On the 6th January, Epiphany day, the Northern French prepare the "galette des rois", a frangipani core encased in puff pastry. This cake is only baked around that date and is eagerly waited for. In the frangipani is hidden a 'feve', a trinket in the shape of a little ceramic figure (originally it was a coin or a bean). In Britain where people are a bit too safety conscious, I use a whole almond.
The person who finds the trinket is crowned a king with a golden paper crown these days! Epiphany day has its roots in the pagan world that predates the biblical changes. Local customs vary in the different European regions.
A lot of French people now buy it from the baker, but it tastes best homemade, and it is so easy that it's worth the bother.
- 2 sheets ready rolled of puff pastry for the laziest, or a ready-made frozen slab for the more courageous or even for the bravest, homemade puff pastry. Buy gluten free puff pasty - it is now readily available in supermarkets (in the UK anyway)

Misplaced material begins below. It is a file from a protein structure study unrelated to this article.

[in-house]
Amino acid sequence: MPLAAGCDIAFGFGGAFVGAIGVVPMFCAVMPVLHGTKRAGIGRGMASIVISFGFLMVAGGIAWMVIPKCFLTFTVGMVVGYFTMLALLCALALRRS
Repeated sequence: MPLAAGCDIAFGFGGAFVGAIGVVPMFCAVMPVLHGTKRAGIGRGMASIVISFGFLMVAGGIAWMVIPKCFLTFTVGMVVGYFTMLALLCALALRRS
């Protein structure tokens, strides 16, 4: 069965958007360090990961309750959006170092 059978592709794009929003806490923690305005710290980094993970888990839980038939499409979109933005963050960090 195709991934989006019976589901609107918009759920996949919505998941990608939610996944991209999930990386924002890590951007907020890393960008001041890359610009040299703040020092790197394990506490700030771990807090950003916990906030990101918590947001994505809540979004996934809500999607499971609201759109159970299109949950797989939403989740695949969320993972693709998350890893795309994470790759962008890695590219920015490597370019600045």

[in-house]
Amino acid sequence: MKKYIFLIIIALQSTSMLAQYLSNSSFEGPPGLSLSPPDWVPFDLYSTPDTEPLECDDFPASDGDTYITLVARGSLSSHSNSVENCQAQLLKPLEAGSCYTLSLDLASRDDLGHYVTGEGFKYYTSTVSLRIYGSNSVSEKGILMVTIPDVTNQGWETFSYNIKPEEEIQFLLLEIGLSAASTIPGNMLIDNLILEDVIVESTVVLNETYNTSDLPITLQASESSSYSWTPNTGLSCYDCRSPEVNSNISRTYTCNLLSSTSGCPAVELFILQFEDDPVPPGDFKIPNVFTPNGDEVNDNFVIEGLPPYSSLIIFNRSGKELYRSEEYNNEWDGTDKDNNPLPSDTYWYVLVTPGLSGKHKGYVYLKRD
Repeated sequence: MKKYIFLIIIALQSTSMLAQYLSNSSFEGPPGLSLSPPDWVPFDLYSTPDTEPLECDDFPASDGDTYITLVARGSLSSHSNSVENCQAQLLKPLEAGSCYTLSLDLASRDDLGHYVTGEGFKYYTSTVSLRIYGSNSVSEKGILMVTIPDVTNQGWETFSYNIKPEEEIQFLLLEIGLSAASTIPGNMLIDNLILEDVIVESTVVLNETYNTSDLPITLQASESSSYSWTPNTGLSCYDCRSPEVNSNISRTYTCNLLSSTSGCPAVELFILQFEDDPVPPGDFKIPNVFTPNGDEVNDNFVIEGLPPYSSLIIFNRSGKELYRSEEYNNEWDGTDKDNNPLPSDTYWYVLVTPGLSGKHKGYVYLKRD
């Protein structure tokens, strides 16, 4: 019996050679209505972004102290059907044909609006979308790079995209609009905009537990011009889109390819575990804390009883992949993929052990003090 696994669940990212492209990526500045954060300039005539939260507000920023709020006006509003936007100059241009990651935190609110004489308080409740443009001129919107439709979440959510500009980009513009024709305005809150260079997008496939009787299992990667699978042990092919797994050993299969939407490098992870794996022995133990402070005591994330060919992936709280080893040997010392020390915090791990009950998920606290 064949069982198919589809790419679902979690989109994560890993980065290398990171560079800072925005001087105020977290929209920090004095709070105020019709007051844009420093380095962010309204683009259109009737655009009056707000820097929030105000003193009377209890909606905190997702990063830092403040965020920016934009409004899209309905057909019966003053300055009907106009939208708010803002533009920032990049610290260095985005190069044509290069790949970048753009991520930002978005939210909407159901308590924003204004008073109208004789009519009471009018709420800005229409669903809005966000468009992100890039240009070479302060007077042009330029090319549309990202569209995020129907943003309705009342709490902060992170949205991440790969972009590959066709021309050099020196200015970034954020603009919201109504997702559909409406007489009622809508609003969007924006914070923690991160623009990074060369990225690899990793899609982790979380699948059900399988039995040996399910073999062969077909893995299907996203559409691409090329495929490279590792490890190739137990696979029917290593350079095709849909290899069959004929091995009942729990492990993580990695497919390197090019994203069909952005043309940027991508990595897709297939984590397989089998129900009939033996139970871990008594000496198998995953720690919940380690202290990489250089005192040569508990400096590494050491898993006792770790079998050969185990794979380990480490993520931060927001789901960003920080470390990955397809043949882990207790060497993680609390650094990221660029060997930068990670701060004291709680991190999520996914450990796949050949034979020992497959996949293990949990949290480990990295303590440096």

- 140g ground almond
- 100g soften butter
- 100g sugar
- 2 eggs + 1 white
- 1 yolk + a spoon of milk for the eggwash
- 1tspn orange blossom water (or rum) (+ 2 drops of vanilla extract optional)
- 1 whole almond (or a trinket if you have one)
Mix the butter and the sugar until the mix whitens, then add the beaten eggs and the ground almond, orange blossom water, mix well.
In the middle of the first sheet of puff pastry, pour the mix. Lay the second sheet on top, and roll the sides of the sheets together towards the inside to seal the galette.
With a knife, draw diagonal lines in both direction (so that they cross each other) to create the pattern. Then with a brush, spread the yolk on the whole cake to give it a golden colour.
Put in an over for 30 minutes at 200 degrees Serve hot, but it is excellent cold too. Maybe you will find the trinket and be the king, like I was today!....